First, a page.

“Prisoners” (Drama/Crime/Thriller: 2 hours, 33 minutes)
Starring: Hugh Jackman, Jake Gyllenhaal, Viola Davis, Paul Dano and Melissa Leo
Director: Denis Villeneuve
Rated: R (Violence including torture, profanity, gore, and thematic elements)
Movie Review: “Prisoners” is messy at points, but it is a good messy. It poses a question. How far would you go to protect your family? This dark photoplay blurs the lines morally.
After his 6-year-old daughter, Anna, and her friend, Joy, are reported missing, Keller Dover (Jackman) imprisons and tortures Alex Jones (Dano), the man thought responsible yet freed for lack of evidence. Jones’ dilapidated RV was near the girls before their disappearance. Meanwhile, Detective Loki (Gyllenhaal), who originally arrested Jones, is following other leads. As Loki digs for evidence, he finds the town has criminals with linked secrets.
Good entertainment, intriguing plot and talented cast make this a good movie, despite a messy story. This intricate narrative is overly complicated. The story tries too much to be clever. While this screenplay is thought provoking, it has such a complex story that it loses track of some its own sub-stories. Even more, it spends too much time developing that story that its ending is robbed of the time needed to conclude matters gracefully.
One of the great parts of solving a mystery is a fine play out. “Prisoners” easily provides momentum, but it tidies matters up quickly to remain under three hours. This leaves a few holes in scenes that one could drive a car through.
Those few moments do not subtract from the superb entertainment that this film provides. One is never bored with this movie with a two-and-half-hour runtime. A superb casts helps. The main actors in this piece are talented individuals, and most have been Oscar nominated or have an Oscar.
When Jackman debuted here in the States, he was noted for his handsome looks and Aussie accent. He proves he is more. He is easily one of moviedom’s most talented and multifaceted actors. When it comes to versatility, Jackman shows why he is the right man to play a father pushed to the limit. Jackman’s range here is dynamic.
Other cast members are also dynamic. Gyllenhaal is mysterious as Detective Loki. He works here, in a disturbing manner that makes his character fascinating. Dano has had the attention of moviegoers since his turn in “Little Miss Sunshine” (2006), where he also played a quiet character. Dano is sharp, keenly playing his role with zeal. Viola is one of the best actresses. The legend Meryl Streep noted this several times regarding Davis. While she has a diminished role as a mother in mourning, she is still spectacular. Howard plays her husband well. He is brilliant also.
A surprise in this film is Leo. This Oscar recipient is spectacular as an actress. She always appears different in films. She is in makeup and almost unrecognizable. This is Leo’s greatest attribute as an actress; she can always make her characters different from her previous roles in behavior and appearance.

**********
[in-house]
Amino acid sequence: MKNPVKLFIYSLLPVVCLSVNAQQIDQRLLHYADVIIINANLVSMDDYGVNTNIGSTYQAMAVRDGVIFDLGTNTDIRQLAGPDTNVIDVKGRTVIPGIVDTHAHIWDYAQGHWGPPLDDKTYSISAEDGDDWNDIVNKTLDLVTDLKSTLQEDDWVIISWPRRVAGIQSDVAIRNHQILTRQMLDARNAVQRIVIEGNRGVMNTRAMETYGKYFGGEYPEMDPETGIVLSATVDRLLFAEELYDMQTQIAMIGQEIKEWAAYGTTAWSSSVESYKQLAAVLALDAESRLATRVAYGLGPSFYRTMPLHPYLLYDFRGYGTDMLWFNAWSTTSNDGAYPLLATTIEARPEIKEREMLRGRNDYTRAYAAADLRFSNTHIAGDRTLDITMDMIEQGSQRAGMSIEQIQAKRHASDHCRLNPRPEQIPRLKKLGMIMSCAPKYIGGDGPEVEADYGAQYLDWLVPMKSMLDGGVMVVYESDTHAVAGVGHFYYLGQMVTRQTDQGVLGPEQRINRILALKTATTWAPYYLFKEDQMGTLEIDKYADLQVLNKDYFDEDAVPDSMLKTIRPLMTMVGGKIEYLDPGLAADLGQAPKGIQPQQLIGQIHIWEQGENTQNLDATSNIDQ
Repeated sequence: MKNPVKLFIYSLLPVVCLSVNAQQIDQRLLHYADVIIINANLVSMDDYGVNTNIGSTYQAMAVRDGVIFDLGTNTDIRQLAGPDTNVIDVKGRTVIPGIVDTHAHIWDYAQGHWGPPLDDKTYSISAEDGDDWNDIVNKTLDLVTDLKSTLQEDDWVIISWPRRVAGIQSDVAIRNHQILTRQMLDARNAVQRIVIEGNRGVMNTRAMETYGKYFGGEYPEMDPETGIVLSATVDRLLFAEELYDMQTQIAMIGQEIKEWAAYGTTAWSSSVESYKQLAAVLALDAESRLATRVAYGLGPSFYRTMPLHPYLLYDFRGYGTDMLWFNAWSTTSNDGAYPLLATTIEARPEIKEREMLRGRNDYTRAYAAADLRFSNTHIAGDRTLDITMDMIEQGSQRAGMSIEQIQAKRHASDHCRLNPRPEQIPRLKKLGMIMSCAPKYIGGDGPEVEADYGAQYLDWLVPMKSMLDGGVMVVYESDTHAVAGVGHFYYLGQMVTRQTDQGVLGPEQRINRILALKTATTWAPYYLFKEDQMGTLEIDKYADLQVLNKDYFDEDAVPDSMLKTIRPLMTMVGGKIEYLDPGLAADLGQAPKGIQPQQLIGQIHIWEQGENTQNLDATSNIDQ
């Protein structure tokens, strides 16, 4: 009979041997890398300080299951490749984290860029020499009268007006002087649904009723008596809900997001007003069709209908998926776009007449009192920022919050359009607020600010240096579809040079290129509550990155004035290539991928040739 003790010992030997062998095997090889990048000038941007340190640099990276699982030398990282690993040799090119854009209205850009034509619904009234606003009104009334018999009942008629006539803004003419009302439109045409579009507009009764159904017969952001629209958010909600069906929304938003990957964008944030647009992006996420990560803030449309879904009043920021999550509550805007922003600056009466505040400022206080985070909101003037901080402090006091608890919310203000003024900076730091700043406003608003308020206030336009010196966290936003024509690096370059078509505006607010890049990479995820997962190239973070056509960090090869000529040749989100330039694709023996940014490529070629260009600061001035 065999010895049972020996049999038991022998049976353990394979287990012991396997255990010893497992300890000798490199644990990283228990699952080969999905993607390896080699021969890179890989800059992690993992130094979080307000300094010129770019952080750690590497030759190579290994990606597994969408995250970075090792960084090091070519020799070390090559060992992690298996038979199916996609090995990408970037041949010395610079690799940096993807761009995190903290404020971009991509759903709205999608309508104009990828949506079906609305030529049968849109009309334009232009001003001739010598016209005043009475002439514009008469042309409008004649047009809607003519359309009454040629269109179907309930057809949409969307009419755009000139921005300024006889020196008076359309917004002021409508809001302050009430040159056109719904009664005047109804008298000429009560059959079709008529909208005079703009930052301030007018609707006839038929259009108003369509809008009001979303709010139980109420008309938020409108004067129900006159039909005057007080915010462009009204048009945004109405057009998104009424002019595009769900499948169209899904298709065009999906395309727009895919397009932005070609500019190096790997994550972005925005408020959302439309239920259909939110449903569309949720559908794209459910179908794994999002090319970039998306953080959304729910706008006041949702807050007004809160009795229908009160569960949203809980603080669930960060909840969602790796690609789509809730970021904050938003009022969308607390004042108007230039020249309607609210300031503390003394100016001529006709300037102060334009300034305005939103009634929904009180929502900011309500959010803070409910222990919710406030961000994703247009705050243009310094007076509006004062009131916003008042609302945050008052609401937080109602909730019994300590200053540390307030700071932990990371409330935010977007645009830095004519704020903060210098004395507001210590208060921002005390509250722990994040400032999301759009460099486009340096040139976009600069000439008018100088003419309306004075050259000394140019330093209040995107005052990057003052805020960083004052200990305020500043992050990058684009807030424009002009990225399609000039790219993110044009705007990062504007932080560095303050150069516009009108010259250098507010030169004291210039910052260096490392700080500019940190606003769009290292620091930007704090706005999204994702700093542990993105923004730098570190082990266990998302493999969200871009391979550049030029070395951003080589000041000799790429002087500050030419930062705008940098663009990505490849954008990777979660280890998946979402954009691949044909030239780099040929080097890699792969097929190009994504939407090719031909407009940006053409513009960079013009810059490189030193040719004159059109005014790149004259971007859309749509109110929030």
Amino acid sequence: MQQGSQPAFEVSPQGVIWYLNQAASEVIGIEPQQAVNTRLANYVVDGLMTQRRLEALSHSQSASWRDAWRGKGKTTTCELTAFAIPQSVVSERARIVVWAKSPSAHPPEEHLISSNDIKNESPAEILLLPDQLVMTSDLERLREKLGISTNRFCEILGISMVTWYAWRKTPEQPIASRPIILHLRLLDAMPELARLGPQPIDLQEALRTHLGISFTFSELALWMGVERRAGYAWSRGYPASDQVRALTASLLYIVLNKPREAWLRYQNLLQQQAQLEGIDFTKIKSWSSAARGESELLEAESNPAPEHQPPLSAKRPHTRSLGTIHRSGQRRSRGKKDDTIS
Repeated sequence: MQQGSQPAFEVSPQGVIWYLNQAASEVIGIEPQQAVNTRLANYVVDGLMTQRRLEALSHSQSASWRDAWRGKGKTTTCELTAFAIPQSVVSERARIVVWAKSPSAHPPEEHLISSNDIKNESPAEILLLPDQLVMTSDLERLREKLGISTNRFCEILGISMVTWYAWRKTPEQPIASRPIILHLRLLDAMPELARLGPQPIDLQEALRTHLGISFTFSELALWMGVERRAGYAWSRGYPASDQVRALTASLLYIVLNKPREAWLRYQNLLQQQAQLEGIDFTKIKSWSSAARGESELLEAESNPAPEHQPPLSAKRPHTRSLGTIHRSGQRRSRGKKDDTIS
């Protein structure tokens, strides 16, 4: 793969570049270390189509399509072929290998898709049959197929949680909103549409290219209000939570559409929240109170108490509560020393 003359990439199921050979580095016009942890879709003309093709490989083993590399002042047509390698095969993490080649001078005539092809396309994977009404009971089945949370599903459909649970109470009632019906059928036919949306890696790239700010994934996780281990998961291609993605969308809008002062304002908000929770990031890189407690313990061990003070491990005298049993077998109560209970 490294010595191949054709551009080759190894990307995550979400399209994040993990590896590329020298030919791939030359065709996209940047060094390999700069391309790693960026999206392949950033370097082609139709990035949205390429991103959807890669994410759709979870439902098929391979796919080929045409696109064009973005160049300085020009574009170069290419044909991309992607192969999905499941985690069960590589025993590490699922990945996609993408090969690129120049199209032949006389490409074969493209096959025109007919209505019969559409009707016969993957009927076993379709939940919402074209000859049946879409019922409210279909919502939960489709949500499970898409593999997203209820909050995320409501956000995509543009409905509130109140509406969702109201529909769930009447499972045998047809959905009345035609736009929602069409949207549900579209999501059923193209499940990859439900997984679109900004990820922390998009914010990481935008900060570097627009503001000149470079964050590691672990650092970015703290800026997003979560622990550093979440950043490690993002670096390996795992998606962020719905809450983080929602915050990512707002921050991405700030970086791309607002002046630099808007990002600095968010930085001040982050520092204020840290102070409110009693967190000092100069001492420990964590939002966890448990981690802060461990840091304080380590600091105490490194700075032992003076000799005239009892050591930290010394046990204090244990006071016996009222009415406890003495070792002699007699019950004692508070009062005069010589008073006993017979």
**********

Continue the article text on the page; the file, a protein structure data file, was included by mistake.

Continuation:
The cast is dynamic in that it exists in a noir thriller. Players all have dark sides that potentially make them as bad as those they deem evil. This drives “Prisoners” because good and bad cast members appear to be a blurred line. This creates more of a mystery that drives this film. Predictions of what typical-appearing players will atypically do next fuels energy for the next scene.
In addition, the manner in which the cast interacts is of superior use to this story. This screenplay makes the story potent because of its optimal use of character interactions.
Anticipation of what happens next makes this film enjoyable, despite some untidy scenes. A certain realism exists when audiences do not know what is about to happen. “Prisoners” provides plenty with good entertainment and solid acting.
Grade: B (A worthy confinement.)
“Battle of the Year” (Music: 1 hour, 48 minutes)
Starring: Josh Holloway, Josh Peck, Laz Alonso and Chris Brown
Director: Benson Lee
Rated: PG-13 (Profanity, violence, sexual innuendo)
Movie Review: Hip-hop mogul Dante Graham (Alonso) enlists former basketball coach Jason Blake (Holloway) to assemble nine of the best dancers to participate in Battle of the Year, an event attracting all of the best teams from around the world. The United States has not won in 15 years, but the Dream Team plans to bring the trophy back to where the competition started.
Few times a years, a movie debuts about some dancers competing for a title of some sort. These are very routine scripts.
“Battle” never achieves its goal because its characters are weak. Even more, they are placed in a realm of pretentious associations. They interact but no means exist to establish them as personalities before interactions happen. Instead, we watch characters fight and argue without some needed background.
The dancing is good, but the competitions presented do not allow enough time to savor the moments of defeat and victory. The scene moves quickly at points, missing character development and time absorbs the actions of a large cast, a cast with unimpressive acting.
Grade: D (Barely the battle of the minute.)
“Prisoners” (Drama/Crime/Thriller: 2 hours, 33 minutes)
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